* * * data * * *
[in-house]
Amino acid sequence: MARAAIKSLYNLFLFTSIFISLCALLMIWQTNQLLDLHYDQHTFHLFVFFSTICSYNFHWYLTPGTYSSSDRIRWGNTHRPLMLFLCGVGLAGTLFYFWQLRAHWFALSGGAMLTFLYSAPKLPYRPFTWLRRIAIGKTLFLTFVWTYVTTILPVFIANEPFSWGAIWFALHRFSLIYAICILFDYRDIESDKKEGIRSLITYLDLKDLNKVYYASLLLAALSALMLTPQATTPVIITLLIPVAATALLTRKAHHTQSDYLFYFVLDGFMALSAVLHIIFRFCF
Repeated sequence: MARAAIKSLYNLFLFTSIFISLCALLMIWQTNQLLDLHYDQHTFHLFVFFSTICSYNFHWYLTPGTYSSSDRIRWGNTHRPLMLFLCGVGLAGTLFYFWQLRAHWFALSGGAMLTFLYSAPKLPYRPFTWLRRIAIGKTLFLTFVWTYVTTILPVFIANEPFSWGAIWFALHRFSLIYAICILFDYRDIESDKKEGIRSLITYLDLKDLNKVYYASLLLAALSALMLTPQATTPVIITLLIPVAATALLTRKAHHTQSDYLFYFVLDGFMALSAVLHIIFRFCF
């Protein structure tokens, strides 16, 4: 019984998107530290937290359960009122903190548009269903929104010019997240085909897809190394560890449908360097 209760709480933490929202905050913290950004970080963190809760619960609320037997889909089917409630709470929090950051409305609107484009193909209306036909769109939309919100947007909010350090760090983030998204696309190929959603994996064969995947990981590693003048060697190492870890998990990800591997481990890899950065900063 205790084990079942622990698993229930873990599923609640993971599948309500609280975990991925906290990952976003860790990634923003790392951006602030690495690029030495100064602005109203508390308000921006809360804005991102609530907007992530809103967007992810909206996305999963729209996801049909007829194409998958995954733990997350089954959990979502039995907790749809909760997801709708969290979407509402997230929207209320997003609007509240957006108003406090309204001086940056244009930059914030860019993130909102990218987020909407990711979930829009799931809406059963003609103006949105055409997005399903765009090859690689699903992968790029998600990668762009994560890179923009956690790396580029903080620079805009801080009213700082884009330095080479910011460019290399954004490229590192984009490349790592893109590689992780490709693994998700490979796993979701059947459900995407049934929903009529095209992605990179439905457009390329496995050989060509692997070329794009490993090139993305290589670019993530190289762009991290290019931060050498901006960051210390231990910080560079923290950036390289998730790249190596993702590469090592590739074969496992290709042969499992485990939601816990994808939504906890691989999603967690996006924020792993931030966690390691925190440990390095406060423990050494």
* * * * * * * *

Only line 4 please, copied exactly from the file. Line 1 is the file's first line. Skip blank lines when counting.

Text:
């Protein structure tokens, strides 16, 4: 019984998107530290937290359960009122903190548009269903929104010019997240085909897809190394560890449908360097 209760709480933490929202905050913290950004970080963190809760619960609320037997889909089917409630709470929090950051409305609107484009193909209306036909769109939309919100947007909010350090760090983030998204696309190929959603994996064969995947990981590693003048060697190492870890998990990800591997481990890899950065900063 205790084990079942622990698993229930873990599923609640993971599948309500609280975990991925906290990952976003860790990634923003790392951006602030690495690029030495100064602005109203508390308000921006809360804005991102609530907007992530809103967007992810909206996305999963729209996801049909007829194409998958995954733990997350089954959990979502039995907790749809909760997801709708969290979407509402997230929207209320997003609007509240957006108003406090309204001086940056244009930059914030860019993130909102990218987020909407990711979930829009799931809406059963003609103006949105055409997005399903765009090859690689699903992968790029998600990668762009994560890179923009956690790396580029903080620079805009801080009213700082884009330095080479910011460019290399954004490229590192984009490349790592893109590689992780490709693994998700490979796993979701059947459900995407049934929903009529095209992605990179439905457009390329496995050989060509692997070329794009490993090139993305290589670019993530190289762009991290290019931060050498901006960051210390231990910080560079923290950036390289998730790249190596993702590469090592590739074969496992290709042969499992485990939601816990994808939504906890691989999603967690996006924020792993931030966690390691925190440990390095406060423990050494």